To find the center nearest you visit https://www.sba.gov/tools/local-assistance/vboc.
Funding for Veteran-Owned Small Businesses
You can use SBA tools like Lender Match to connect with lenders. In addition, the SBA makes special consideration for veterans through several programs.
- SBA Veterans Advantage offers guarantees on loans approved to businesses that are at least 51-percent owned by veterans or military spouses.
- The Military Reservist Economic Injury Disaster Loan Program (MREIDL) provides loans of up to $2 million to cover operating costs that cannot be met due to the loss of an essential employee called to active duty in the Reserves or National Guard.
Veteran Entrepreneurship Training Programs
SBA programs feature customized curriculums, in-person classes, and online courses to give veterans the training to succeed. These programs teach the fundamentals of business ownership, SBA resources, and small business experts.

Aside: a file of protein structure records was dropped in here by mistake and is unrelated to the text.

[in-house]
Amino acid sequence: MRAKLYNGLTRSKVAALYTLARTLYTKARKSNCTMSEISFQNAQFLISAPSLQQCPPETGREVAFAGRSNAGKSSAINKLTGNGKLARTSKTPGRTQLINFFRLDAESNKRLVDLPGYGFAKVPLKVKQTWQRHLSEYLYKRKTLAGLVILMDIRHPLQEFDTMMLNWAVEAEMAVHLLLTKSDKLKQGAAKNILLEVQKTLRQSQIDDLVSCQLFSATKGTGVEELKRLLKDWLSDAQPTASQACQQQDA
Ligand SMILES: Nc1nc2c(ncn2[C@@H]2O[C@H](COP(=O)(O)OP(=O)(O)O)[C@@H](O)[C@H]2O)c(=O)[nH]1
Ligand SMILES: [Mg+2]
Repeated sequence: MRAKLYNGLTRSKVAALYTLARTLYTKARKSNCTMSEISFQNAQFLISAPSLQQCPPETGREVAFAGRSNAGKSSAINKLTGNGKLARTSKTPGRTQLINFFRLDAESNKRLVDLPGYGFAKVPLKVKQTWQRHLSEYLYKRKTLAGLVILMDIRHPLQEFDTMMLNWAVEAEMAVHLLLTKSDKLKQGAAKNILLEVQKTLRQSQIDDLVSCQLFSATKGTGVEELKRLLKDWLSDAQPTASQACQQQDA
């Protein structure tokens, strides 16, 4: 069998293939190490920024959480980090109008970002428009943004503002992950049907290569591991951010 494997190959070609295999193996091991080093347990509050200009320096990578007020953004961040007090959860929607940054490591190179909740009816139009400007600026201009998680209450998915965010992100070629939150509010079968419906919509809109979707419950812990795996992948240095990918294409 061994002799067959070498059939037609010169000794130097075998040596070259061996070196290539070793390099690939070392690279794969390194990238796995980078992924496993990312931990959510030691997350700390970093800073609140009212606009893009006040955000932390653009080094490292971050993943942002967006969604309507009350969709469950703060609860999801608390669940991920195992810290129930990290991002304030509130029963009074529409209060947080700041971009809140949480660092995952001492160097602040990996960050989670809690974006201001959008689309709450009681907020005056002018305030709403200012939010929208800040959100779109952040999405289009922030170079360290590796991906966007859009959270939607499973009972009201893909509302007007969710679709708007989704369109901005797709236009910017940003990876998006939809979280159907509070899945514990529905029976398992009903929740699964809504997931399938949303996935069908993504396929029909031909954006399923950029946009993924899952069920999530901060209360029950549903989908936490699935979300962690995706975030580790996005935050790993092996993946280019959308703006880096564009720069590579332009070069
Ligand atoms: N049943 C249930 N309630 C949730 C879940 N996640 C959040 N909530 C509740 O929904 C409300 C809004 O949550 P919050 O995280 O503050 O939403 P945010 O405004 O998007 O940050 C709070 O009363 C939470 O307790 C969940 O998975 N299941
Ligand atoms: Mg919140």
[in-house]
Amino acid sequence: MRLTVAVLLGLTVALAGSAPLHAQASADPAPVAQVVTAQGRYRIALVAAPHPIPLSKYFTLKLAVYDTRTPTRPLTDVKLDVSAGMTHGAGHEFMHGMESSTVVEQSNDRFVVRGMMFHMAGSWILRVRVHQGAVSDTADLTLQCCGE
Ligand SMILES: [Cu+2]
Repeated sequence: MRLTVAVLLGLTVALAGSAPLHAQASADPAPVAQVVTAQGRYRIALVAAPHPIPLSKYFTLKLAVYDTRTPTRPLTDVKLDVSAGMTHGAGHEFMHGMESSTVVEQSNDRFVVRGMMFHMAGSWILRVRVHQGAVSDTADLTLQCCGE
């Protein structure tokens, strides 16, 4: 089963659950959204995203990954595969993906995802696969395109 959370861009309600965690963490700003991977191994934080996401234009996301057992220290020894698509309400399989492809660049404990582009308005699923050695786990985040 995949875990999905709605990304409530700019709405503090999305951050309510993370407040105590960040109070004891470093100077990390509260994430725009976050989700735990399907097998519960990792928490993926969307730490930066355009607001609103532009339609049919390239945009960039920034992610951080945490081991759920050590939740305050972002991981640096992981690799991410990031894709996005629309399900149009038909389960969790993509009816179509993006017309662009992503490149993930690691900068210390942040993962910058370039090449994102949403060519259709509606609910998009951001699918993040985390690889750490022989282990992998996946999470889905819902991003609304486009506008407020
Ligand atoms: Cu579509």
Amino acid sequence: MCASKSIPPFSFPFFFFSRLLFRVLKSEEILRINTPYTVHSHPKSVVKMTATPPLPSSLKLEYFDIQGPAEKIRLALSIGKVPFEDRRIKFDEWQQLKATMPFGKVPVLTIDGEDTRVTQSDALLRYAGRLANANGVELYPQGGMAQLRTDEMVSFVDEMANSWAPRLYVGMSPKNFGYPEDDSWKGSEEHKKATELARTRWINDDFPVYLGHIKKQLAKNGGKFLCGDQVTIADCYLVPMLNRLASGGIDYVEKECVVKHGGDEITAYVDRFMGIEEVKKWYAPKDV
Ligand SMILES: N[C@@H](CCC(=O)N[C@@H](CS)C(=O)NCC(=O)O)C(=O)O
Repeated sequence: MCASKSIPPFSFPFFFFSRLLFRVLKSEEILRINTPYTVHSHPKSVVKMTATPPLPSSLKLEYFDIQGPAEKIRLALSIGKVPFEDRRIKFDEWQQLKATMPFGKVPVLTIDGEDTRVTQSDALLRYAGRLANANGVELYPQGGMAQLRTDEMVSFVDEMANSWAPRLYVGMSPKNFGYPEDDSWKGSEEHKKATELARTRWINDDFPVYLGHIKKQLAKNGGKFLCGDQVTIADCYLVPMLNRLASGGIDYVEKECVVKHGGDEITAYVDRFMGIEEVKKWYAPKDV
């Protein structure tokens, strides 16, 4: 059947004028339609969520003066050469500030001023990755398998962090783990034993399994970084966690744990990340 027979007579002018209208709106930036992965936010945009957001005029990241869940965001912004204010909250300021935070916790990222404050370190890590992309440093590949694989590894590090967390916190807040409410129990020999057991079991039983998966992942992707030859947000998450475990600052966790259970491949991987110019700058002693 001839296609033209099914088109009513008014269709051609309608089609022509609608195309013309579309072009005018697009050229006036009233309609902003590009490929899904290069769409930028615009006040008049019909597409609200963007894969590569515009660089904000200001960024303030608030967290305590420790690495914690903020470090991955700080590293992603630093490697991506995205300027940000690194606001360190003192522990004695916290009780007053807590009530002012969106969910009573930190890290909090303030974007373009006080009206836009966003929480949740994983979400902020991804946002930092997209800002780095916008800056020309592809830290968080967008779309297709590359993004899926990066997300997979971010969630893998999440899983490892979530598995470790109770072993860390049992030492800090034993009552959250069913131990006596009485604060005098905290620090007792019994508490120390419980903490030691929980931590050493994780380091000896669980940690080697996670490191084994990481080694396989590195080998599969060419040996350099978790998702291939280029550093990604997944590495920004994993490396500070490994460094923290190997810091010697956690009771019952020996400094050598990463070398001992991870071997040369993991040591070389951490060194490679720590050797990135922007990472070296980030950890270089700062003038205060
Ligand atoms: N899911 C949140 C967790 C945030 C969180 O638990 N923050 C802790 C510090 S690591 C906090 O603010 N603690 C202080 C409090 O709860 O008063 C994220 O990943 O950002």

- Boots to Business: An entrepreneurial program offered on military installations around the world and a training track of the Department of Defense (DOD) Transition Assistance Program (TAP). Boots to Business Reboot extends the entrepreneurship training offered in TAP to veterans of all eras in their communities.
- Women Veteran Entrepreneurship Training Program (WVETP): Provides entrepreneurial training to women veterans, women service members, and women spouses of service members and veterans as they start or grow a business. SBA funds these entrepreneurship training programs available exclusively for women veterans through grantees:
- Service Disabled Veteran Entrepreneurship Training Program (SDVETP): Provides entrepreneurship training program(s) to service-disabled veteran entrepreneurs who aspire to be small business owners or currently own a small business. SBA funds entrepreneurship training programs for service-disabled veterans through grantees:
- IVMF – Entrepreneurship Bootcamp for Veterans with Disabilities (EBV)